4. 4. The method of claim 3 further comprising, if a one of said at least one third circuit breaker is not carrying current in a forward direction with respect to said identified reference main circuit breaker, the step of:
    a) increasing by a predetermined amount the trip time delay of said at least one first circuit breaker upstream of said identified one of at least one second circuit breaker.
  5. 5. The method of any of claims 1 or 2 further comprising, if a one of said at least one third circuit breaker is not in short-time pick-up, the steps of:
    a) comparing said first direction of current flow through each of said at least one first circuit breaker with said first direction of current flow through said identified reference circuit breaker;
    b) determining if one of said at least one first main circuit breakers other than said identified reference circuit breaker is in Reverse Current pick-up; and if so,
    c) tripping said at least one first main circuit breaker determined to be in Reverse Current pick-up.
  6. 6. The method claim 5 further comprising, if one of said at least one first circuit breakers other than said identified reference circuit breaker is not in reverse current pick-up; the steps of:
    a) calculating a partial differential current for each said zone in said electrical system;
    b) identifying a one of said zones in said electrical system as carrying a maximum partial differential current;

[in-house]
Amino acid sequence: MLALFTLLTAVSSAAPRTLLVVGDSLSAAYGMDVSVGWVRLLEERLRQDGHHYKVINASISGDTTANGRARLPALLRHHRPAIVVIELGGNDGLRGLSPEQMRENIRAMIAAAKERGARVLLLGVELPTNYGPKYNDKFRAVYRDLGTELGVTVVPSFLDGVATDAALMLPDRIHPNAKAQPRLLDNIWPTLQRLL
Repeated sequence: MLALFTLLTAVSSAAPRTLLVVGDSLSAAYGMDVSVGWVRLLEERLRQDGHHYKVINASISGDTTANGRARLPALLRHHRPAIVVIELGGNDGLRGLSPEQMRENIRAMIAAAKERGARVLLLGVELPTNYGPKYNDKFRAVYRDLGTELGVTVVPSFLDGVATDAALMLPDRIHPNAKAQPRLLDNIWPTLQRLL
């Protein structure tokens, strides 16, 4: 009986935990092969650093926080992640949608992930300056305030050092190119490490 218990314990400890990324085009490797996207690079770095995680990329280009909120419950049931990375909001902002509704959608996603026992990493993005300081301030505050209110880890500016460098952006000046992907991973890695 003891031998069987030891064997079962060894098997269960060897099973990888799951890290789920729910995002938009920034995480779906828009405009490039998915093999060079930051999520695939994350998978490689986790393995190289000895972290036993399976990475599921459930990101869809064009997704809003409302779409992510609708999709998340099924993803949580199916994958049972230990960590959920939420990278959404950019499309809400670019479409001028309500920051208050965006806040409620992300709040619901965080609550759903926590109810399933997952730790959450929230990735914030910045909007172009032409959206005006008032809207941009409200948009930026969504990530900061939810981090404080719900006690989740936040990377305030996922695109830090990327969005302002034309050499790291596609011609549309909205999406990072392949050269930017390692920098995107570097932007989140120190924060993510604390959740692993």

c) tripping said circuit breakers in said identified one zone identified as carrying said maximum partial differential current.
  7. 7. The method of claim 1, wherein said first circuit breaker is a main circuit breaker.
  8. 8. The method of claim 7, wherein said second circuit breaker is a sub-main circuit breaker.
  9. 9. The method of claim 7 wherein said third circuit breaker is a feeder circuit breaker.
  10. 10. The method of claim 1 wherein any of said second or said third circuit breakers carrying more than 10-times its rated current is considered to be carrying current in the forward direction.
  11. 11. The method of claim 1 wherein said predetermined amount of trip time delay of said at least one second circuit breaker upstream of said at least one third circuit breaker is increased by about 100 ms, and said predetermined amount of trip time delay of said at least one first circuit breaker upstream of said at least one third circuit breaker is increased by about 200 ms.
  12. 12. The method of claim 2 wherein said predetermined amount of trip time delay of said at least one second circuit breaker upstream of said at least one third circuit breaker is increased by about 100 ms, and said predetermined amount of trip time delay of said at least one first circuit breaker upstream of said at least one third circuit breaker is increased by about 200 ms.
  13. 13. The method of claim 3 wherein said predetermined amount of trip time delay of said at least one second circuit breaker upstream of said at least one third circuit breaker is increased by about 100 ms, and said predetermined amount of trip time delay of said at least one first circuit breaker upstream of said at least one third circuit breaker is increased by about 200 ms.
  14. 14. The method of claim 4 wherein said predetermined amount of trip time delay of said at least one first circuit breaker upstream of said identified at least one second circuit breaker is increased by about 100 ms.
  15. 15. The method of claim 5 wherein said at least one first circuit breaker is tripped without intentional delay.
  16. 16. The method of claim 6 wherein said circuit breakers in said identified one zone identified as carrying said maximum partial differential current is tripped without intentional delay.